Arsenal are not just looking forward today, towards their first FA Cup final since 2005, and the prospect of ending that infamous trophy drought, but backwards as well, as they hope to make amends for recent embarrassments.
Too many times this season, when Arsenal have played for the highest stakes, they have been humiliated, appearing simply unfit to challenge the best. It has undermined Arsenal’s pride but this afternoon, at Wembley, in a Cup semi-final, there is a chance to pay back some debts.
Alex Oxlade-Chamberlain spoke honestly about the pain of those revealing defeats, before today’s game. He said that the 6-0 reverse at Stamford Bridge, in which he was controversially allowed to stay on the pitch, was a “nightmare”, and that the players were “gutted” after the most recent, and maybe most damaging, away defeat – 3-0 at Goodison Park last Sunday.
Wigan Athletic, clearly, are not on a level with those teams, although they did beat Manchester City in the quarter-final at the Etihad Stadium, which is certainly more than Arsenal managed, having lost 6-3 there in December. That was the first of Arsenal’s abject away afternoons this season, the last came just last week.
“After the Everton game, everyone was gutted,” Oxlade-Chamberlain admitted this week. “That is not the result we wanted or expected. Everyone was completely fired up and we knew what we needed to do. To come away with a 3-0 defeat, it is hard to put your finger on what went wrong. The initial reaction was disappointment, but you have to put it to the back of your mind.”
Even worse than the Everton defeat was the 6-0 thrashing at Stamford Bridge, in which Oxlade-Chamberlain was controversially spared by referee Andre Marriner for a handball on the line – he could only watch as Kieran Gibbs was sent off instead. “It was a nightmare day,” said Oxlade-Chamberlain, now able to joke about the affair. “People ask if I’m a midfielder or a winger, but I showed I can play in goal. The whole situation was crazy.”
The incident, as Oxlade-Chamberlain described it, happened in a flash. “I handballed it, but I did not even know what had happened,” he said. “It was an instinctive reaction and you cannot control these things.”
But there is a positive example to follow. When Arsenal were beaten 5-1 at Anfield on 8 February, it prompted a positive response in the FA Cup rematch the following week. Arsenal won 2-1 eight days later, to reach the sixth round. They harnessed the hurt and used it on the pitch, and that is what they need to do today.
“I remember losing at Liverpool, the feeling that left on us and on me,” Oxlade-Chamberlain said. “Going into the FA Cup game against them, it gives you that little bit extra to go and prove yourselves, so we can take that.”
Arsenal’s worst moments have come against the biggest teams, while they seem to approach lesser opponents with more authority. They ought to be far more confident going into today’s game, against Championship opposition. But no player would want to talk down an opponent on the eve of a big game and so Oxlade-Chamberlain was insistently polite about Wigan’s qualities. “I watched Wigan play City, I did expect City to win, but I saw the whole game and not for one moment could you tell Wigan weren’t a Premier League team,” he said. “They have great players, they play some really good stuff and they compete. We don’t think we’re massive favourites and they’re underdogs. We know it will be really hard. If they can beat City, on their day they can beat us and it is our responsibility to make sure that does not happen.”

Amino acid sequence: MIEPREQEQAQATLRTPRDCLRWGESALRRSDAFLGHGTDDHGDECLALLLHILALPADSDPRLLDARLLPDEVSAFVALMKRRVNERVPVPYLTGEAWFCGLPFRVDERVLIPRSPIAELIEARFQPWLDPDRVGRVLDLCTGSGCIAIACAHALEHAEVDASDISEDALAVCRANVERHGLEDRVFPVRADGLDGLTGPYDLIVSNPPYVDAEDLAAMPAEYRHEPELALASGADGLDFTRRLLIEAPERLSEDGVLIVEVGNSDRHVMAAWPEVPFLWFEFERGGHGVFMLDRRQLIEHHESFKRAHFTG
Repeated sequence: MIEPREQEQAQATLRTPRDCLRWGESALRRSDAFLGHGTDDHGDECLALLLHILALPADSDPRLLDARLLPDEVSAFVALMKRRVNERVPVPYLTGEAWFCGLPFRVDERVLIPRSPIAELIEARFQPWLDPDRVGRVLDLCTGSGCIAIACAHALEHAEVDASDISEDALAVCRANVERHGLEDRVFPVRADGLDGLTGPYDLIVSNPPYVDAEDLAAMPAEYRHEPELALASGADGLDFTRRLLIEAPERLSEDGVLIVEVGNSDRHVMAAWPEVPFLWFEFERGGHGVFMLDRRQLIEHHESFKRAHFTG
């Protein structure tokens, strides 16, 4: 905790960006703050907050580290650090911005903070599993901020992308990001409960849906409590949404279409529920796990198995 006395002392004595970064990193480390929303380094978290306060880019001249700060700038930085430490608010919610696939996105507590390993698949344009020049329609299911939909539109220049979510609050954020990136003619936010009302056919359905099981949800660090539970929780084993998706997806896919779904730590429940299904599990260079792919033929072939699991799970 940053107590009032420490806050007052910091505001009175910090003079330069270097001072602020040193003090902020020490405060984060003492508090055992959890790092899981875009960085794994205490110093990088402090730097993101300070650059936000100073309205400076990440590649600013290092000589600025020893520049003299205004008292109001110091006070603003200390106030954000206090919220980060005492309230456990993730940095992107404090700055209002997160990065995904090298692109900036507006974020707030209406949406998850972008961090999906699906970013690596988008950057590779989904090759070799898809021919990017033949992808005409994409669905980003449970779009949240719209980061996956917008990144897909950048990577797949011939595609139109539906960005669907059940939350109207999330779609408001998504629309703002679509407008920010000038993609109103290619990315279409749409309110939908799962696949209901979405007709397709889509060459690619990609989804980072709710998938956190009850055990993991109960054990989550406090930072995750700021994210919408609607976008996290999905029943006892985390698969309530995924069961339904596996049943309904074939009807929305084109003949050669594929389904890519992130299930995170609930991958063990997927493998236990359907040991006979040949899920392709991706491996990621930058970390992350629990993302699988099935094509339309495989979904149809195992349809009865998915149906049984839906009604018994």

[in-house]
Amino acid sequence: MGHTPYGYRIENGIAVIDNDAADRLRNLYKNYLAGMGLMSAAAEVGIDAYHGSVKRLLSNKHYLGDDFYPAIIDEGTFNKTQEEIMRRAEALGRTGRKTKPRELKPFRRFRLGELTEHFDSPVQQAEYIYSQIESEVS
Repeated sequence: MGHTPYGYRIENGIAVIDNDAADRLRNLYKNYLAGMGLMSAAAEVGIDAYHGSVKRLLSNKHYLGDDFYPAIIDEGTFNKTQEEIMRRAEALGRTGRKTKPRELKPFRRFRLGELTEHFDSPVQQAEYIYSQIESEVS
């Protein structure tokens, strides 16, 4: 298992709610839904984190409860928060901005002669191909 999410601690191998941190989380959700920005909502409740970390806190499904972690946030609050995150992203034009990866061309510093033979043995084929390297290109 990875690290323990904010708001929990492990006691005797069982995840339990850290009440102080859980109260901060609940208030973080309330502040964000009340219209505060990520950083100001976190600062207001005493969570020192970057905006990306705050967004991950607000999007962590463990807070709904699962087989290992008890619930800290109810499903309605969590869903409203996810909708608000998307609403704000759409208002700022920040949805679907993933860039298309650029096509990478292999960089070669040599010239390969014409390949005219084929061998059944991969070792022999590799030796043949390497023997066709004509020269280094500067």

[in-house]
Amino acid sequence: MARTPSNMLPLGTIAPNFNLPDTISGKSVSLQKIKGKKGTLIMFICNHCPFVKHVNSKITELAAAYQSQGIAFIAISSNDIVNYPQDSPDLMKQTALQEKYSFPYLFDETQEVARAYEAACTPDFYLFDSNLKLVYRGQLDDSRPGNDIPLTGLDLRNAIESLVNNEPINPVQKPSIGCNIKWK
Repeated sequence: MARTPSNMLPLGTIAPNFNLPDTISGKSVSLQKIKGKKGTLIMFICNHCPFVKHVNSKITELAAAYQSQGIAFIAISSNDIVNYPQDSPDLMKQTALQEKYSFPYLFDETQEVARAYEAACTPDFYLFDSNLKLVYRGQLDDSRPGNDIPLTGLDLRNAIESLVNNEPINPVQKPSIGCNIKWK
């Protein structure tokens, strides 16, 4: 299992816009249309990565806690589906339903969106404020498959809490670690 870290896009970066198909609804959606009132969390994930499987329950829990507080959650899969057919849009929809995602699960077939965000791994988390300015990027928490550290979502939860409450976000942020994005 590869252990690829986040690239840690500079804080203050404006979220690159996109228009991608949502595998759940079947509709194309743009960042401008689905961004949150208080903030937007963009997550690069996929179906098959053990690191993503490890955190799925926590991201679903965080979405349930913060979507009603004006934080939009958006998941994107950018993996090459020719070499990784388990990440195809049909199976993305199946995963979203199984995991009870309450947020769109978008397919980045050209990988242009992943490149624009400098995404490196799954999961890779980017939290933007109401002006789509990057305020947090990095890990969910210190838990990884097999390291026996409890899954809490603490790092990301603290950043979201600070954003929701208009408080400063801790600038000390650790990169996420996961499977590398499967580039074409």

Wigan, of course, are the FA Cup holders and for all the differences between the two clubs, only one of them has fresh experience of winning a trophy. This is the glaring gap in Arsenal’s recent history and Oxlade-Chamberlain knows that they need to win the Cup, as a way to teach themselves how to take a trophy.
“I always hear commentators talking about squads that have been around and that have won things,” Oxlade-Chamberlain reflected. “They always mention the experience of winning, and knowing what it takes to win.
“Once you do get that experience of winning the first one, you automatically build confidence that you can go on and do that again and again and again. That experience is vital.
“Teams have only got that through winning trophies, and winning competitions. That is definitely something that will help this team to go on and push forward and be successful in the future. But it is just getting to that first one. It is a lot easier said than done.”
Just capital in the Cup : Arsenal close to home
If Arsenal go on to win the FA Cup this season they will have done so without leaving London, following four home ties and two trips to Wembley – but it will not be the shortest distance travelled to lift the trophy.
In 1950, the Gunners again played their first four games at home – at former ground Highbury – defeating Sheffield Wednesday, Swansea, Burnley and Leeds before travelling to White Hart Lane to take on Chelsea in the semi-final.
Although they required a replay to reach Wembley, their two trips to Tottenham (3.9 miles) and the journey to the Empire Stadium (11.1 miles) totalled 18.9m – three miles less than Arsène Wenger’s team might have to travel for two trips to Wembley (22 miles) this year.